Massachusetts Daily Collegian

A free and responsible press serving the UMass community since 1890

A free and responsible press serving the UMass community since 1890

Massachusetts Daily Collegian

A free and responsible press serving the UMass community since 1890

Massachusetts Daily Collegian

Too many people are going to college

Consider vocational schooling
(Collegian file photo)

People are graduating late, accumulating too much debt and earning less than their non-college educated counterparts.

When I was in elementary, middle and high school, the only path offered to me after I graduated was to go to college. As someone who is deeply interested in the world around me and always immersed in learning, I welcomed this social pressure and, as may be apparent, accepted the proposition, ending up at the University of Massachusetts. However, this is not the case for everyone.

It is hard to count how many times I have been in class and witnessed students who would clearly rather be anywhere but in that lecture hall or classroom, and yet they show up regardless. I can’t help but feel a pang of pity for them; these are people with whom I may have been friends in high school, and so presumably they heard all of the same encouragement that I did to live in a crowded space for four years and then tackle the world with the flimsy piece of paper they would receive at graduation. It seems they have been forced to live a lie: go to college to succeed in life.

The amount of people enrolled in college is certainly a problem that isn’t getting any smaller: there are already 19.9 million students in colleges across the United States this year, and increased encouragement from places like the New York Times will only complicate things further. Instead, people should only go to college if they truly want to, and pursue opportunities like vocational education in order to better prepare themselves for the real world.

One of the main drawbacks of getting a college degree is the astronomical price of completing the process. According to CNBC, “44 million Americans collectively hold more than $1.4 trillion in student loan debt,” an average of around $32,000 per person. This means that student loans account for the second-highest category of debt — behind mortgages, but ahead of credit card debt. This inflated debt is further amplified by the time spent in school, as only 54.8 percent of students actually graduate within six years.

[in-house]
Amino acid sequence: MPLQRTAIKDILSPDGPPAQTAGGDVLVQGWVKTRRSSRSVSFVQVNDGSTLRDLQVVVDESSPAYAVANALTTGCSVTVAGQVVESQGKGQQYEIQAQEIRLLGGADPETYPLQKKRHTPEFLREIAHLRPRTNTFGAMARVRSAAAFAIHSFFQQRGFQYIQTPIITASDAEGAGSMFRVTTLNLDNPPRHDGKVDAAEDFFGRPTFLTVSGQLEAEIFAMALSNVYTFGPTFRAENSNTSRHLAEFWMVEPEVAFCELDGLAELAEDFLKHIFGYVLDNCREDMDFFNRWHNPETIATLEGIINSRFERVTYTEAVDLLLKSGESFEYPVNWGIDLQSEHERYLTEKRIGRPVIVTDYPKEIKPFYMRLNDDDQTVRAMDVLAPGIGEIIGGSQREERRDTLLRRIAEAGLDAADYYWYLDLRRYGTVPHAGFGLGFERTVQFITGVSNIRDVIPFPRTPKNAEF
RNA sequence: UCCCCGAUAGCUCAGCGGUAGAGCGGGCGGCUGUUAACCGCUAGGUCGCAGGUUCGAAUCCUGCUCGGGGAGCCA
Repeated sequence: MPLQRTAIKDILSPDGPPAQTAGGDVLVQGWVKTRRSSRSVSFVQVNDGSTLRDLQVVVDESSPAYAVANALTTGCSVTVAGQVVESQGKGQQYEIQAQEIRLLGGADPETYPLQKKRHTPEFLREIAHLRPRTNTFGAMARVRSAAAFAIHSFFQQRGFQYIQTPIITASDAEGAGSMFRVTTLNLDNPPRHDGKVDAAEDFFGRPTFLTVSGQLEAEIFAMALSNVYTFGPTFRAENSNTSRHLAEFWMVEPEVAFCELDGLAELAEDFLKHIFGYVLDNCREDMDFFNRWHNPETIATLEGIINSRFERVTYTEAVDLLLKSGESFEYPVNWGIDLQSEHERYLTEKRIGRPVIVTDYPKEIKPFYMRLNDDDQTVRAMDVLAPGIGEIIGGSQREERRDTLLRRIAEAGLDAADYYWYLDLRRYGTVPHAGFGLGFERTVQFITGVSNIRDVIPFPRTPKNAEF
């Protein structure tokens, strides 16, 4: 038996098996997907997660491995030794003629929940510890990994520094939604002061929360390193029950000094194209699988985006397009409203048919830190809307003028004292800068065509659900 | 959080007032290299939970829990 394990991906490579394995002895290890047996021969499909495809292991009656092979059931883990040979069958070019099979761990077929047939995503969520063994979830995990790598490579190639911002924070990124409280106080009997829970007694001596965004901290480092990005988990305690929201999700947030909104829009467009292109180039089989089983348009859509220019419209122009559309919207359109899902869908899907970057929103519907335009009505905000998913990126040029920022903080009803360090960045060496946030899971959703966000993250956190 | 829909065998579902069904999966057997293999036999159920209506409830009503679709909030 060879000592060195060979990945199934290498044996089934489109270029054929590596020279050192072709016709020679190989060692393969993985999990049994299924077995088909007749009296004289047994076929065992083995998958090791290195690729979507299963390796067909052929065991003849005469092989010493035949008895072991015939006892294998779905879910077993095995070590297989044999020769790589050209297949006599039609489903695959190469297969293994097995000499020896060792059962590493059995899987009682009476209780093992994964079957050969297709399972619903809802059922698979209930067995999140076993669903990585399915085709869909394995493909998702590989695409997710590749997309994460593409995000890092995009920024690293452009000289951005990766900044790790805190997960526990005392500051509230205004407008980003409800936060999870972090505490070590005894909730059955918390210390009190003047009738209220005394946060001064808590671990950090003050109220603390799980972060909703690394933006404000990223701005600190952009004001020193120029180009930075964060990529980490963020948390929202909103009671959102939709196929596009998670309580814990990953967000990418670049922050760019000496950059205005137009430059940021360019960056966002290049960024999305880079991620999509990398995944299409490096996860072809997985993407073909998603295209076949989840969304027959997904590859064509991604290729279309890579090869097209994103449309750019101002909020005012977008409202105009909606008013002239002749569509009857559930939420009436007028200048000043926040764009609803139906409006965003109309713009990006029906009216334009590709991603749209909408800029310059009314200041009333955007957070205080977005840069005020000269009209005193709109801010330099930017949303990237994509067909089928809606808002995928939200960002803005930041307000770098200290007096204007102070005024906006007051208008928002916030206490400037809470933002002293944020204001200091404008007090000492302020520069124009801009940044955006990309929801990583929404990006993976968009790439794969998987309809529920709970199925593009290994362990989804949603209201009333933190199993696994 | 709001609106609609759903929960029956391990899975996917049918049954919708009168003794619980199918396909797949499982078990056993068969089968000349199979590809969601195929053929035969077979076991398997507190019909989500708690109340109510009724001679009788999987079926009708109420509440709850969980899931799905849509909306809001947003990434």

It would be one thing if this debt paid for itself. However, many graduates have a difficult time trying to find employment after school to pay back their debts, and in 2017, “the delinquency rate — the percentage of loans that are 90 days or longer past due — hit nine percent,” which was the highest of any household debt that year. This is clearly a problem — if so many people are going to college and are then unable to pay back their loans, then what is a degree good for?

Conversely, there is a good case to be made that high school graduates should go to vocational school. According to the National Center for Education Statistics, a higher percentage of students with an occupational degree became employed than those with an academic degree, as of 2009.  Additionally, since trade schools aren’t as academically rigorous as colleges, many people who dread the hours of reading and homework may find it much more suitable to their own interests to get vocational training. As if this wasn’t enough to convince you of the validity of trade schools, there are around 30 million jobs that pay an average of $55,000 a year — without requiring a bachelor’s degree.

Another telling bit of information about colleges is their perceived utility. A paltry 26 percent of college students believe that their school fully prepared them for the professional world. The main goal of a university should be to teach their students how the real world operates. Instead, it seems like schools spend their time spelunking in the caves of abstract ideas without any lifeline connected to the concrete of the outside world.

Don’t get me wrong; college is a fantastic opportunity for many people. I, for one, am enjoying my time here at UMass immensely. Along with the richness of academic pursuits, the social life at college is not to be looked over, along with the opportunities that college grants outside of the classroom.  I love college and will always value this time as an integral part of my life.  However, everyone is different. If you don’t feel like college is the right fit for you, do something more valuable with your time. Don’t waste four years and thousands of dollars in debt to fulfill a lackluster academic program that might not even be that useful.

Do what feels right; it doesn’t have to involve college.

Greg Fournier is a Collegian columnist and can be reached at [email protected].

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  • T

    TedDec 18, 2021 at 12:40 pm